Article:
Bill Lough

Michener Centre Saved

Michener Centre residents can live out their lives at the place that many have called home for decades.

Michener Centre residents can live out their lives at the place that many have called home for decades.

Premier Jim Prentice made the announcement at a news conference at Michener Centre on Friday morning.

Prentice vowed that the facility will not close on his watch. He said he will continue to protect the most vulnerable and most disadvantaged citizens in the province for as long as he is premier.

“They had a promise from previous governments and previous premiers that they will be able to live out their lives at the Michener Centre. I intend to make sure that happens,” said Prentice.

Prentice said it is extremely inhumane to relocate severely disabled Albertans from their homes in the “autumn of their lives.”

The news drew a standing ovation from the crowd of about 50 family members, politicians and local community members.

In March 2013, the government headed by former premier Alison Redford announced the gradual closure of the facility, sending shock waves across the province. Eighty-two residents were assigned to move into new group homes and seniors residences.

The closure plan triggered an outpouring of protest, with rallies in Red Deer and Edmonton.

Thousands put up lawns signs in support of Michener and Keep Michener Open supporters marched in Red Deer’s Westerner Days parade in July 2013 and 2014. A variety of public groups, including Red Deer city council, asked the province to keep the centre open.

Calls to halt the closure became more vehement after reports this summer that five Michener Centre residents died within months of their transfers.

“The families that have stood together and fought to keep Michener Centre I think they will be pleased by the decision,” said Prentice. “I think they will see this is a new Progressive Conservative government. I look forward to working with them to make sure their loved ones are taken care of properly.”

The 46 residents who have already left the facility and those who were waiting for new homes can return or stay in the new accommodations.

Part of the reason Michener Centre was slated to close was the dilapidated state of the decades-old buildings on the north site. The 13 residents who live on the north site will move to the south site. The north site will ultimately close.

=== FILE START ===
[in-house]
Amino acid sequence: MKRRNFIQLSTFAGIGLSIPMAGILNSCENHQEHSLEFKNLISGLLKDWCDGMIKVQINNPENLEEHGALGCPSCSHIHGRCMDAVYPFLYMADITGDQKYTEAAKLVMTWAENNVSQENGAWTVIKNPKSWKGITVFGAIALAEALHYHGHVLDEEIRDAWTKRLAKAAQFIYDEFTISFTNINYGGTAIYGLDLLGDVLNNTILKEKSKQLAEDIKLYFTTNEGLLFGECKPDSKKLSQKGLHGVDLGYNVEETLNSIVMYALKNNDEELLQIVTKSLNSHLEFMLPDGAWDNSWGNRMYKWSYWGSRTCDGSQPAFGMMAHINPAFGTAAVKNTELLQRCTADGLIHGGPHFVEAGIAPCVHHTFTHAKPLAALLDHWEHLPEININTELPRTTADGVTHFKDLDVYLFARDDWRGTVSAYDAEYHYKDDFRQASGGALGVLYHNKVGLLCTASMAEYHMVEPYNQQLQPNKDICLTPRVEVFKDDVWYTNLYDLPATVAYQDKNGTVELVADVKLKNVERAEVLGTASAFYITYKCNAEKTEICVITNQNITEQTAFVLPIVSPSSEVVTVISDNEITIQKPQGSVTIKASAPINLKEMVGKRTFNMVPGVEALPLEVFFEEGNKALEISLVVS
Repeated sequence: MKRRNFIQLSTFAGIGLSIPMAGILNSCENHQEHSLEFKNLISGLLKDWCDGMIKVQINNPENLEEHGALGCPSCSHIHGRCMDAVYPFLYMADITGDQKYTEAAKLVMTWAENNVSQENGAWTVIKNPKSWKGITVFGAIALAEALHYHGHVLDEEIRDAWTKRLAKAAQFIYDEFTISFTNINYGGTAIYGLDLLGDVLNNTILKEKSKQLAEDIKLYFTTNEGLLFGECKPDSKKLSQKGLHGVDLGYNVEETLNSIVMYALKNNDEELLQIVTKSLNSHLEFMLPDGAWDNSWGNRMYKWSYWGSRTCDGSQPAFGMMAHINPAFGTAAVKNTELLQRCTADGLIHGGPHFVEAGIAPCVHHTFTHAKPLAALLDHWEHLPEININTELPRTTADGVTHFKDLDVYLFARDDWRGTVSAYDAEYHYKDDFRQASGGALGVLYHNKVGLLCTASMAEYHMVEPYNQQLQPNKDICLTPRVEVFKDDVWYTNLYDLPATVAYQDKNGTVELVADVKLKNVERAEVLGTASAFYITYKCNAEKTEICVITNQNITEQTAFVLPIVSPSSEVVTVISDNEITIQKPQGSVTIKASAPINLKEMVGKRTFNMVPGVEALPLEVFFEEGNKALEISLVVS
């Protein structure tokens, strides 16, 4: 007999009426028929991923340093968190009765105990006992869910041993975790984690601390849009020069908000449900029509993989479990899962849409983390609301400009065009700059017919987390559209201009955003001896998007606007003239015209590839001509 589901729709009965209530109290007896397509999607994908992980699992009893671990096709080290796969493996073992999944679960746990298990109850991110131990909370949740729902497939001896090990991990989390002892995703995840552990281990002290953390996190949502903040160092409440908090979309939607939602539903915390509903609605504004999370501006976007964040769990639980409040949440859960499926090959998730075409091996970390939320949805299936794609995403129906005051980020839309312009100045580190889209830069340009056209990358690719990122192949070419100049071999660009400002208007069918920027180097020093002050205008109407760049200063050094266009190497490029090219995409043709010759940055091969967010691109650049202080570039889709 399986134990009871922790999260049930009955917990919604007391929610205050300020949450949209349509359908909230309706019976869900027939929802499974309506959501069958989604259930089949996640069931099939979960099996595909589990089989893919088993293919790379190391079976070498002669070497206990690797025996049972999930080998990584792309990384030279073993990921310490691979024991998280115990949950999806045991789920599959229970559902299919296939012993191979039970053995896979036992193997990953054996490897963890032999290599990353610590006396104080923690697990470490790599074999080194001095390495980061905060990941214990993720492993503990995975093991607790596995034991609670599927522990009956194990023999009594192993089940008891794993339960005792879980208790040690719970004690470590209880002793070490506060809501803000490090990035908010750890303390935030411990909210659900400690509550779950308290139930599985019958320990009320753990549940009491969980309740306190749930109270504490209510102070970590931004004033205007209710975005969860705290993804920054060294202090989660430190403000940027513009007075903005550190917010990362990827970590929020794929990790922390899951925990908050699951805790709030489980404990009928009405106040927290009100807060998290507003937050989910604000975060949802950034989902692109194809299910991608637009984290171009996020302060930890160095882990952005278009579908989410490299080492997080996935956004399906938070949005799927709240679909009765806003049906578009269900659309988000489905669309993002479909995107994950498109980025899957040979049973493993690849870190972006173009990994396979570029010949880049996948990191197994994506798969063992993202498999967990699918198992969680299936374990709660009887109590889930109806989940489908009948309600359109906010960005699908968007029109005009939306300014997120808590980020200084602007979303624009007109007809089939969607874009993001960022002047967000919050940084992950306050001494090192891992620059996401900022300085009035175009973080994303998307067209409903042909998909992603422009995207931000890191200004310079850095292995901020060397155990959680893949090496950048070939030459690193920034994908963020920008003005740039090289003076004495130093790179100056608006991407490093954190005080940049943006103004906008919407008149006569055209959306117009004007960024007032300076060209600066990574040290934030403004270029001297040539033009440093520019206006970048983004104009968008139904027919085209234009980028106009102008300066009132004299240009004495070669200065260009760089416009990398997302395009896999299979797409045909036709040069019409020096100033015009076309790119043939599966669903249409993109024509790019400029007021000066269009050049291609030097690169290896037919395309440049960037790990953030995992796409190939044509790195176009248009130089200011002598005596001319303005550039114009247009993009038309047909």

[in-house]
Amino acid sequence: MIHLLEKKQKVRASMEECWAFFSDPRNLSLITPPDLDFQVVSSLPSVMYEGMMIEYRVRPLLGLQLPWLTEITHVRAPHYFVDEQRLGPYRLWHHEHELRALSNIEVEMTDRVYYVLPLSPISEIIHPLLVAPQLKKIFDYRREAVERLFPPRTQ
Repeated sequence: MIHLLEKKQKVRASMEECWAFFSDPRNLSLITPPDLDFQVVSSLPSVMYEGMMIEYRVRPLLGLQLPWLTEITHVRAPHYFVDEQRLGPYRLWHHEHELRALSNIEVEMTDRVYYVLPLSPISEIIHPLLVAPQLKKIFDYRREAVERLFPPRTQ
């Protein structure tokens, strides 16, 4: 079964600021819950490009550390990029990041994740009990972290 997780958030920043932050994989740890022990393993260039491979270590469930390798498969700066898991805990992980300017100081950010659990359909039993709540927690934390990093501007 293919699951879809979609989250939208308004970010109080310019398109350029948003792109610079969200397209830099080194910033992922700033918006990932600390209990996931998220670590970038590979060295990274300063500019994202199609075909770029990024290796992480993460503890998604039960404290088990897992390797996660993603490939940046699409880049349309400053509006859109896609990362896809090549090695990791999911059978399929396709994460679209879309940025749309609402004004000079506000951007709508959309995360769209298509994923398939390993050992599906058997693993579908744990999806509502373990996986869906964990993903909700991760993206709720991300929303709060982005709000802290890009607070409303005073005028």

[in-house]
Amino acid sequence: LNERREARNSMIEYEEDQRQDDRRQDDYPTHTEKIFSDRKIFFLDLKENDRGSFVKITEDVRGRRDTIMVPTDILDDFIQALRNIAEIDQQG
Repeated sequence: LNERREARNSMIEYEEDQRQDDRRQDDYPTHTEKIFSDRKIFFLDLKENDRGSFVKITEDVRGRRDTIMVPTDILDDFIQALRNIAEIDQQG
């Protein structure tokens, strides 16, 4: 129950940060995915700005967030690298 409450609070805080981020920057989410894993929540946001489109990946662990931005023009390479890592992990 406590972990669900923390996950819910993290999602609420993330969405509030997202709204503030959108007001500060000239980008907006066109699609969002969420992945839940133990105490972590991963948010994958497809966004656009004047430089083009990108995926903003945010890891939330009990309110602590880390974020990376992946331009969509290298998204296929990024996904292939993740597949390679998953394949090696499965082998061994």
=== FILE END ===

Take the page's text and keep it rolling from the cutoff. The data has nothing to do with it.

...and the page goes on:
In a letter to families and guardians, Naresh Bhardway, associate minister of persons with disabilities, said the government remains steadfast in its belief and commitment to community living and inclusion.

Bill Lough, Society of Friends and Family of Michener Centre president, said he is absolutely elated that the province took a firm position to keep Michener open and respect the wishes of those who wanted to remain.

“I think that has been our cry for years under the Moving Ahead report that no one would be forced to leave Michener,” said Lough. “And now this is being recognized and respected. It will bring a great amount of relief to a lot of families.”

But Lough has heard the promises before, including from former premier Ed Stelmach.

“Politicians move accordingly,” he said. “But I do feel that there is sincerity in the approach Premier Prentice has taken. … As long as we have open and honest dialogue with families at Michener, then we can move forward. There are no assurances. We know that.”

Wildrose Human Services and Seniors critic Kerry Towle called the decision a monumental victory for the families and residents of Michener Centre. She said 18 months ago the PC government made a terrible and wrong decision on all levels.

“While I am appreciate today, the victory goes to the families who fought for this,” said the Innisfail-Sylvan Lake Wildrose MLA. “The decision could have been made right so many months ago.”

Red Deer North PC MLA Mary Anne Jablonski did not hold make her emotions when she addressed media about a cause that has been close to her heart since the closure was 18 months ago.

“I am pleased,” said Jablonski. “(Premier Prentice) gets it. This is about the people. These people were promised they could live their lives out here or they could choose to leave. It’s about choice, too. Our premier understands that. What good does it do if you make this a great province but you don’t care for the vulnerable in a good way?”

Prentice said he made his decision after spending time at Michener Centre with residents and family members in August. Prentice visited residents in one of the group homes in Westlake after Friday’s news conference.

“These are people who do not have the opportunities that the rest of us have in life,” said Prentice. “The least we can do is ensure that they are comfortable, that they are in a family setting, that they are in a setting they know and where they feel at home. That’s what today’s decision is about.”

Alberta Infrastructure is working closely with the community on future site planning.

Red Deer Mayor Tara Veer said this was a good day for the families and residents in Michener Centre.

Veer also said Michener Centre is an important community resource. The city worked closely with local MLAs to fight the closure.

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